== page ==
You can also use instance protection to prevent Auto Scaling from selecting specific instances for
termination when scaling in.
Contents
• Default Termination Policy (p. 88)
• Customizing the Termination Policy (p. 90)
• Instance Protection (p. 91)
Default Termination Policy
The default termination policy is designed to help ensure that your network architecture spans
Availability Zones evenly. When using the default termination policy, Auto Scaling selects an instance to
terminate as follows:
1. Auto Scaling determines whether there are instances in multiple Availability Zones. If so, it selects the
Availability Zone with the most instances and at least one instance that is not protected from scale
in. If there is more than one Availability Zone with this number of instances, Auto Scaling selects the
Availability Zone with the instances that use the oldest launch configuration.
2. Auto Scaling determines which unprotected instances in the selected Availability Zone use the oldest
launch configuration. If there is one such instance, it terminates it.
3. If there are multiple instances that use the oldest launch configuration, Auto Scaling determines which
unprotected instances are closest to the next billing hour. (This helps you maximize the use of your
EC2 instances while minimizing the number of hours you are billed for Amazon EC2 usage.) If there is
one such instance, Auto Scaling terminates it.
4. If there is more than one unprotected instance closest to the next billing hour, Auto Scaling selects
one of these instances at random.
The following flow diagram illustrates how the default termination policy works.
88
Auto Scaling User Guide
Default Termination Policy
Consider an Auto Scaling group that has two Availability Zones, a desired capacity of two instances, and
scaling policies that increase and decrease the number of instances by 1 when certain thresholds are
met. The two instances in this group are distributed as follows.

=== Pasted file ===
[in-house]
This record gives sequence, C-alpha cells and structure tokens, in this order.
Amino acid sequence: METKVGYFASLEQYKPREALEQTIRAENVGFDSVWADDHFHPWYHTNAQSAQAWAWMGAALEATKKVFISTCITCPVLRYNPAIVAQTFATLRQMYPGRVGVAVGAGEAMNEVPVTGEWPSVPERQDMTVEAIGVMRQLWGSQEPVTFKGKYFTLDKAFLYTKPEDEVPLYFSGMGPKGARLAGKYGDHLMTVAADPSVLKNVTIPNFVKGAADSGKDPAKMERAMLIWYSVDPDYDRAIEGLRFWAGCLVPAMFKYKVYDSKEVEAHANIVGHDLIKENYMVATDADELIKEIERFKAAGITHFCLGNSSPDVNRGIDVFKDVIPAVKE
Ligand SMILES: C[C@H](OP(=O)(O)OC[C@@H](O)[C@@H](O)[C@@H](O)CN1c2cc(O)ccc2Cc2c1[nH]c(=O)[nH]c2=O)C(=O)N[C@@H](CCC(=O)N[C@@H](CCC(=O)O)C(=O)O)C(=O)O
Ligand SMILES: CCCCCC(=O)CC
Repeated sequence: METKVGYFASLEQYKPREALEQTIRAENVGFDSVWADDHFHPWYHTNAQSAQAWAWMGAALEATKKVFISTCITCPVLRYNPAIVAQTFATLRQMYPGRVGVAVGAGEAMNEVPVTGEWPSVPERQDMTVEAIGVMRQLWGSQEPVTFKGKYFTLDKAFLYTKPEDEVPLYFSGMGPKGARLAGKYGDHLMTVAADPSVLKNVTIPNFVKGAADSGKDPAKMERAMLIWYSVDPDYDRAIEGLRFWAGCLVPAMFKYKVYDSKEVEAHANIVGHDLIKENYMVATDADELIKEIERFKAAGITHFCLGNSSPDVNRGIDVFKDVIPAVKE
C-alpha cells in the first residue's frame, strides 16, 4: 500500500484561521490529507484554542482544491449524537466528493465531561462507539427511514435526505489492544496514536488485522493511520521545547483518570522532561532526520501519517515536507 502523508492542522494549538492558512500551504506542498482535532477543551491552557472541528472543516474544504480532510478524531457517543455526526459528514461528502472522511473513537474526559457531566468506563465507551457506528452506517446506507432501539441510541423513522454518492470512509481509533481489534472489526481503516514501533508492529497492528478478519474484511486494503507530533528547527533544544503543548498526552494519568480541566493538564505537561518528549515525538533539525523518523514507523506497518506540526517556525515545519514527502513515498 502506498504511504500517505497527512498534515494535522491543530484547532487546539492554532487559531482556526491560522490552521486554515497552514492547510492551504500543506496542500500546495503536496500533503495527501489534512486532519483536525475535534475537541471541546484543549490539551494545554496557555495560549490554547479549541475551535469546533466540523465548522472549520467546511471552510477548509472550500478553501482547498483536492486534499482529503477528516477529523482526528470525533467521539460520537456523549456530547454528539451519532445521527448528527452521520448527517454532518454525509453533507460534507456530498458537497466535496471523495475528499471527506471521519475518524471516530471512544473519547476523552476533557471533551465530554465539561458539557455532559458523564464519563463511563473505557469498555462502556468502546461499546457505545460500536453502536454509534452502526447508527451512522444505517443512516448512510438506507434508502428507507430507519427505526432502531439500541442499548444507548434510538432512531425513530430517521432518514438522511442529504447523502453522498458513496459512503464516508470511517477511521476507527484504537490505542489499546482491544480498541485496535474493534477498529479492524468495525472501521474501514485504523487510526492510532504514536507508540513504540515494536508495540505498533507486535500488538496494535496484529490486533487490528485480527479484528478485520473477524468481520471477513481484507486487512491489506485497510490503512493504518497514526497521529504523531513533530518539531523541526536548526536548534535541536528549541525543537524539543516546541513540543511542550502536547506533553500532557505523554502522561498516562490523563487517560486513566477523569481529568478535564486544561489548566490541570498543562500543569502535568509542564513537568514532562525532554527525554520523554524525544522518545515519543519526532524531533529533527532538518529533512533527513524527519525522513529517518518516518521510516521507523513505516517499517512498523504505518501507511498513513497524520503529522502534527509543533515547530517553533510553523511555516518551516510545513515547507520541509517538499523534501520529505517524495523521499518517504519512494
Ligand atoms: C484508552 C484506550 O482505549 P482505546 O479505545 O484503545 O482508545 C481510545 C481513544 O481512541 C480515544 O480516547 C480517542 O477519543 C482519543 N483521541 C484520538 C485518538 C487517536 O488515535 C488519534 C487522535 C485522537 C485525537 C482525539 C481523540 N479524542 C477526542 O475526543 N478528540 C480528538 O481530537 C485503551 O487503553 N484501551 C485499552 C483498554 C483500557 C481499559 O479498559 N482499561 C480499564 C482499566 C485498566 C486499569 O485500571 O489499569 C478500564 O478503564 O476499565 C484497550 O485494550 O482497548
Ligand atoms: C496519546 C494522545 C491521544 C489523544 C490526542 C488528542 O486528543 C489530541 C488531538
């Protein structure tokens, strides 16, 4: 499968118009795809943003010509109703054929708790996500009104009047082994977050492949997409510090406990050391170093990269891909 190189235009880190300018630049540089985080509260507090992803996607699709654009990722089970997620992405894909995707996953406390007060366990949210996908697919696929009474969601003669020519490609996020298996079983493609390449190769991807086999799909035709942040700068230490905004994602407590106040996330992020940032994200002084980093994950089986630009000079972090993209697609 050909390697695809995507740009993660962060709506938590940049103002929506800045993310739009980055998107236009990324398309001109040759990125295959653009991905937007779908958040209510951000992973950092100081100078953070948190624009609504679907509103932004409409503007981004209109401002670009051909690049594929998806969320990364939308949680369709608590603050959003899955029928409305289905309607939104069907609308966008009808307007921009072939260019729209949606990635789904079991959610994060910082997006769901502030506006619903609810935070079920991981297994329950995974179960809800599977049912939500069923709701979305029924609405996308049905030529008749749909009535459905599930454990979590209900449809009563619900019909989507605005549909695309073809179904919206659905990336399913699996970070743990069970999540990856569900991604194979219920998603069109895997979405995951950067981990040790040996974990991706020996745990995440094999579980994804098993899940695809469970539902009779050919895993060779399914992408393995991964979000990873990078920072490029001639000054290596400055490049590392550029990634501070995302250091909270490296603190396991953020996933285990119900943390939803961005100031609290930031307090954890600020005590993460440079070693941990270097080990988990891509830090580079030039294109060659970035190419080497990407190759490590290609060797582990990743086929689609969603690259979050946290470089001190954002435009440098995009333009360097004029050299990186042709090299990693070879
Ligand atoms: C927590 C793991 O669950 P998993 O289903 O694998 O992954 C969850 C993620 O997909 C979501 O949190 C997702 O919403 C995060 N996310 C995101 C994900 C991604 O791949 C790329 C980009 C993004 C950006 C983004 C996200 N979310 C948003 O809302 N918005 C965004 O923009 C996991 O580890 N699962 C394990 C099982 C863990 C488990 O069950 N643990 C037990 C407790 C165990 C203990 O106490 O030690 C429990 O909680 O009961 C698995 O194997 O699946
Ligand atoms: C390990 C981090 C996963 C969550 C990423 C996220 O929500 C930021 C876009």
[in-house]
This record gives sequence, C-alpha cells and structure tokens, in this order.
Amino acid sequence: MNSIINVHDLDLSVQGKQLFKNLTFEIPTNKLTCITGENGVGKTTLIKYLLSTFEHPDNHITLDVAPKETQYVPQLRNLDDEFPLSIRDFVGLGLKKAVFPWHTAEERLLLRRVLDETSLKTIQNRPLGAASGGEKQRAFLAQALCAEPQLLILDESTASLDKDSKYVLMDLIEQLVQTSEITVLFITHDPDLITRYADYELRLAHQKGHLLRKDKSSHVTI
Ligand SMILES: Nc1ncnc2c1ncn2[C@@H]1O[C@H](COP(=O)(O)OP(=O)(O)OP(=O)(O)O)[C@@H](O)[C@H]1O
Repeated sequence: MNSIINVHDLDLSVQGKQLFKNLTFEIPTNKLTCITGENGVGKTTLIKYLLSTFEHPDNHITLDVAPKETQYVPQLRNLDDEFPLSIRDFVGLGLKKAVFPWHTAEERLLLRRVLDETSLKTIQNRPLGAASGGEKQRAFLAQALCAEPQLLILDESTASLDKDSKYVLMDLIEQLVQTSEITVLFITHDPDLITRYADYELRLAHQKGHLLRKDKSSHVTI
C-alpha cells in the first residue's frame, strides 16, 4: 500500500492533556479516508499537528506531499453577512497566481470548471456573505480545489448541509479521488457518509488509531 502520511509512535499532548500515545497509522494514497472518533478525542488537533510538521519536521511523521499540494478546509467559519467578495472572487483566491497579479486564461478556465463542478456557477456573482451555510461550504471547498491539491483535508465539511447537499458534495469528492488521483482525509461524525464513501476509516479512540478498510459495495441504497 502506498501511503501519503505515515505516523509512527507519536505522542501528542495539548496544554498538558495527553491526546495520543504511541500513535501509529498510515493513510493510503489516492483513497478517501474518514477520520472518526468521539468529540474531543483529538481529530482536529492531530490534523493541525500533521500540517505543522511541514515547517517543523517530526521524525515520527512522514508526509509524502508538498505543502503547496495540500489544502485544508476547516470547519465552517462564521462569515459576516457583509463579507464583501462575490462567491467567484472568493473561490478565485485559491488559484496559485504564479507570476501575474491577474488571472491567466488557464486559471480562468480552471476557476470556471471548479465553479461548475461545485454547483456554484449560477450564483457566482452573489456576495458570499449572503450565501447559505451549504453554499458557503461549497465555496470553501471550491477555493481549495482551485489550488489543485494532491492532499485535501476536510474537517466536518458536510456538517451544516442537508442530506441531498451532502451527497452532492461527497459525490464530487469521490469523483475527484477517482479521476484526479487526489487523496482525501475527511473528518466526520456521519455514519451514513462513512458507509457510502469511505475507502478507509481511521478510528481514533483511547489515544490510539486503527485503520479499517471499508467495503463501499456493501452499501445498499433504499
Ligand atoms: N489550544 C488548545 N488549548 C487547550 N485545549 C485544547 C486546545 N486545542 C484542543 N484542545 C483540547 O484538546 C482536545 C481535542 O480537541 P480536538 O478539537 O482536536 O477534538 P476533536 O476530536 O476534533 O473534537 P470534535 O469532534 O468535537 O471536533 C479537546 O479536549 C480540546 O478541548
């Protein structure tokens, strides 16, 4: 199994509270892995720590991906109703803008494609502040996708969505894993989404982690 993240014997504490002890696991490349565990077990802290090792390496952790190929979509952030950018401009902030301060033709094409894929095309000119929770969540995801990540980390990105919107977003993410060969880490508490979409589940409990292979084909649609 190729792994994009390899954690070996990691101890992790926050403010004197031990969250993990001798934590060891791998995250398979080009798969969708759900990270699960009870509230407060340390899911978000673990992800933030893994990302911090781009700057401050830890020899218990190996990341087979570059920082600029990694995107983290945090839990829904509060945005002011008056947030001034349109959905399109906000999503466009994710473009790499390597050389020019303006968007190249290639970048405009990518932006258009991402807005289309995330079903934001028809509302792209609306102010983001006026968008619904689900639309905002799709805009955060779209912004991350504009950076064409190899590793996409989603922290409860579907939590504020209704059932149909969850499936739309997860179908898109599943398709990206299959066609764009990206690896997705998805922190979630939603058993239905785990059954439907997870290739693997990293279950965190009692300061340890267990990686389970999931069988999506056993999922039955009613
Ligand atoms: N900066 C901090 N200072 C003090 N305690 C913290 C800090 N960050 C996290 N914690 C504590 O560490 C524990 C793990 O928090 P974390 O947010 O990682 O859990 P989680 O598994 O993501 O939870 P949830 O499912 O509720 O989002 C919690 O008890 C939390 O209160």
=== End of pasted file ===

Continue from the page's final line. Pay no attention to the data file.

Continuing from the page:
When the threshold for the scale-out policy is met, the policy takes effect and Auto Scaling launches a
new instance. The Auto Scaling group now has three instances, distributed as follows.
When the threshold for the scale-in policy is met, the policy takes effect and Auto Scaling terminates
one of the instances. If the group does not have a specific termination policy assigned to it, Auto Scaling
uses the default termination policy. Auto Scaling selects the Availability Zone with two instances, and
terminates the instance launched from the oldest launch configuration. If the instances were launched
89
Auto Scaling User Guide
Customizing the Termination Policy
from the same launch configuration, then Auto Scaling selects the instance that is closest to the next
billing hour and terminates it.
Customizing the Termination Policy
The default termination policy assigned to an Auto Scaling group is typically sufficient for most
situations. However, you have the option of replacing the default policy with a customized one.
When you customize the termination policy, Auto Scaling first assesses the Availability Zones for any
imbalance. If an Availability Zone has more instances than the other Availability Zones that are used
by the group, then Auto Scaling applies your specified termination policy on the instances from the
imbalanced Availability Zone. If the Availability Zones used by the group are balanced, then Auto Scaling
applies the termination policy that you specified.
Auto Scaling currently supports the following custom termination policies:
• OldestInstance. Auto Scaling terminates the oldest instance in the group. This option is useful
when you're upgrading the instances in the Auto Scaling group to a new EC2 instance type. You can
gradually replace instances of the old type with instances of the new type.
• NewestInstance. Auto Scaling terminates the newest instance in the group. This policy is useful when
you're testing a new launch configuration but don't want to keep it in production.
• OldestLaunchConfiguration. Auto Scaling terminates instances that have the oldest launch
configuration. This policy is useful when you're updating a group and phasing out the instances from a
previous configuration.
• ClosestToNextInstanceHour. Auto Scaling terminates instances that are closest to the next billing
hour. This policy helps you maximize the use of your instances and manage costs.
• Default. Auto Scaling uses its default termination policy. This policy is useful when you have more
than one scaling policy associated with the group.
To customize a termination policy using the console
1.